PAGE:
After a while though, I started thinking about it in terms of skill building. If you are trying to build a doghouse, or knit a hat, and you’ve never done any carpentry or knitting, it’s unlikely that you’re going to do a great job the first time. That doesn’t mean you’re a bad person, it just means that you’re not yet skilled in these crafts. Your skill with a hammer or a pair of knitting needles isn’t you; you’re learning. Similarly, my outbursts of anger don’t have to imply that I’m a bad person. Perhaps I just haven’t learned the skill of managing my emotional environment!

I was thinking today about the criteria for a BPD diagnosis. The symptoms include insecurity, emotional instability, feelings of worthlessness, and disturbed relationships; fear of abandonment, impulsive behavior, intense anger, etc. etc. and it struck me how human all of those things are. People who are suffering from symptoms of this disorder aren’t weird or alien… we’re just having a bit more of those things than most people do, and certainly more than is comfortable.

This feels like an important thing for me to contemplate. If BPD symptoms are based in who-knows-what… perhaps trauma, perhaps genetics… but are not wildly strange, and may be manageable if I build my skills and awareness, then it means that I can get better results if I study and practice certain skills, and learn awareness. I’m good at learning. I want to get better. I feel as if this is a hopeful and realistic concept.

Dreams of Transformation

I have no idea why the idea of transformation keeps occurring to me. I’ve been thinking about it for at least a month.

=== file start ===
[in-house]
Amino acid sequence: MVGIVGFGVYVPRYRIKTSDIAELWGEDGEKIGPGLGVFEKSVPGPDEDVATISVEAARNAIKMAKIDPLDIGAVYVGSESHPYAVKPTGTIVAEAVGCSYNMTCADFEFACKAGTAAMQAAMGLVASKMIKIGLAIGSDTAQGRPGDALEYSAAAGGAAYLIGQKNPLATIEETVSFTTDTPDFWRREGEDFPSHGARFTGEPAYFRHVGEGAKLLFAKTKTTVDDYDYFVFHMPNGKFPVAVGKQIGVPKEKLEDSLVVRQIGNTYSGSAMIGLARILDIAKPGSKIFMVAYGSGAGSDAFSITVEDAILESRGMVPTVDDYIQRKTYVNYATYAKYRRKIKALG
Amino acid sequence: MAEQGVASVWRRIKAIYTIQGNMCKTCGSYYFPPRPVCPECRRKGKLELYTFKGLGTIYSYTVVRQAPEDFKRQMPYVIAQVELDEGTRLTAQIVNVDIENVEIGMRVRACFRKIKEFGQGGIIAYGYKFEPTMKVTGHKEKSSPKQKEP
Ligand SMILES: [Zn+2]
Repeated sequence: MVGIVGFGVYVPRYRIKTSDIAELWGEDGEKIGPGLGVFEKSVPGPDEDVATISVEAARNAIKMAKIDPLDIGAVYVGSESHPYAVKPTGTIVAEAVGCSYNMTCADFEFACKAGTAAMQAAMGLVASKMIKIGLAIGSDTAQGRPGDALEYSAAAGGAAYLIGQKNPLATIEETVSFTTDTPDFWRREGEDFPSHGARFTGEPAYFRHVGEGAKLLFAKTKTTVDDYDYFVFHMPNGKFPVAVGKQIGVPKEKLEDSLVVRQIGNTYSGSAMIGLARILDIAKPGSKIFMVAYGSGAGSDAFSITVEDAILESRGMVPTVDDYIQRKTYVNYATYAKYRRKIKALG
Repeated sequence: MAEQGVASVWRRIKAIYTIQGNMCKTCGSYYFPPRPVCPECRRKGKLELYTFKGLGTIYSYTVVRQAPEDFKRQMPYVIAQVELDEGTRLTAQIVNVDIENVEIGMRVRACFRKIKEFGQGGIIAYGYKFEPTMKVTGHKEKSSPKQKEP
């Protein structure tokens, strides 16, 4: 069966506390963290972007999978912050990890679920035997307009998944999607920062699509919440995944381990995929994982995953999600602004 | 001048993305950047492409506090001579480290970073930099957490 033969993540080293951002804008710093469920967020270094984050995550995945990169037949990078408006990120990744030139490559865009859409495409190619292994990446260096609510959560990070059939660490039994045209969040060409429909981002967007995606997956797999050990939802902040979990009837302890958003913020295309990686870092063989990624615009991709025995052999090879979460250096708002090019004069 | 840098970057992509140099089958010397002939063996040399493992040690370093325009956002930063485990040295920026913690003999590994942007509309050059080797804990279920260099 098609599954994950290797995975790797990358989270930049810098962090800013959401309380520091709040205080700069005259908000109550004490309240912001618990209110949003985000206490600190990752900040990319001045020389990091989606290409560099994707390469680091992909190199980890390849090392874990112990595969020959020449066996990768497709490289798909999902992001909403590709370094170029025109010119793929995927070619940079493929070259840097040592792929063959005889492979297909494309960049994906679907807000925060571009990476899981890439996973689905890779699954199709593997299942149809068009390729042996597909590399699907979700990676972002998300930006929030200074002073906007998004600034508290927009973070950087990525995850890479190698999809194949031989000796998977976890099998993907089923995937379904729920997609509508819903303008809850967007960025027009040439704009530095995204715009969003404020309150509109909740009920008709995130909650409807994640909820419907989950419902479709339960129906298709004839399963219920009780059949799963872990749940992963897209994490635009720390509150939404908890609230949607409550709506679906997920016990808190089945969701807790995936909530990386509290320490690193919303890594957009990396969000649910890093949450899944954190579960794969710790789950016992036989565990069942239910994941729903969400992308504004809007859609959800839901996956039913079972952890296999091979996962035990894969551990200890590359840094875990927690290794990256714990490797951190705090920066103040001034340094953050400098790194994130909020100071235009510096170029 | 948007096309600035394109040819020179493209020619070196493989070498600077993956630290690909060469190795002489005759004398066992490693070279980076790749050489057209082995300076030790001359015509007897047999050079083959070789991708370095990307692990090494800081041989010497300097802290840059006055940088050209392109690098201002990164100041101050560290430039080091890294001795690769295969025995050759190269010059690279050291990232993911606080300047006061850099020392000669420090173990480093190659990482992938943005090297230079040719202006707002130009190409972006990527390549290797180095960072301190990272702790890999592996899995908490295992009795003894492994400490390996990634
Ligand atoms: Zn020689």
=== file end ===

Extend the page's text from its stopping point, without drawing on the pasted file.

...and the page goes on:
I’m very wary of such ideas.

I saw an article today which jokingly referred to DBT as “Don’t Believe your Thoughts,” and the idea of transformation is one I am particularly skeptical about, because it’s so seductive for me.

This isn’t the first time I’ve been tempted to make radical changes to my life. This time I think the roots of the idea are deep in last summer’s difficult time, when I thought my wife was dying, combined with the real promise of change implied in my work in therapy, and fertilized with my recent reading in secular Buddhist ideas.

I have noticed that making big, dramatic decisions can be a way for me to avoid dealing with something that’s right in front of me. Those dramatic decisions often just turn out to be a hollow exercise in appearance, like the time that I cleared out nearly everything I owned and bought a bunch of poetry books, determined to start writing poetry (admittedly, I was 21 or 22, so pretty typical of that age, but it’s the best example I have of what I’m trying to describe here).

I’ve got a few things in front of me that my mind might be trying to shy away from. I’m so far in debt, it’s hard to even imagine getting out of it before I die. My wife nearly died a few months ago, and still has a long road to full recovery. I’m fighting a pretty bad case of hoarding. I’m trying to figure out how to give my life some meaning.

So… it’s entirely possible that my mind is, once again, showing me a shiny object and telling me this is the way to solve all of my problems.

But this idea that I’m on the cusp of some sort of internal change won’t go away. I’ve decided to just keep paying attention to the thought, trying not to judge it or deny it, while also not taking any extreme action on it.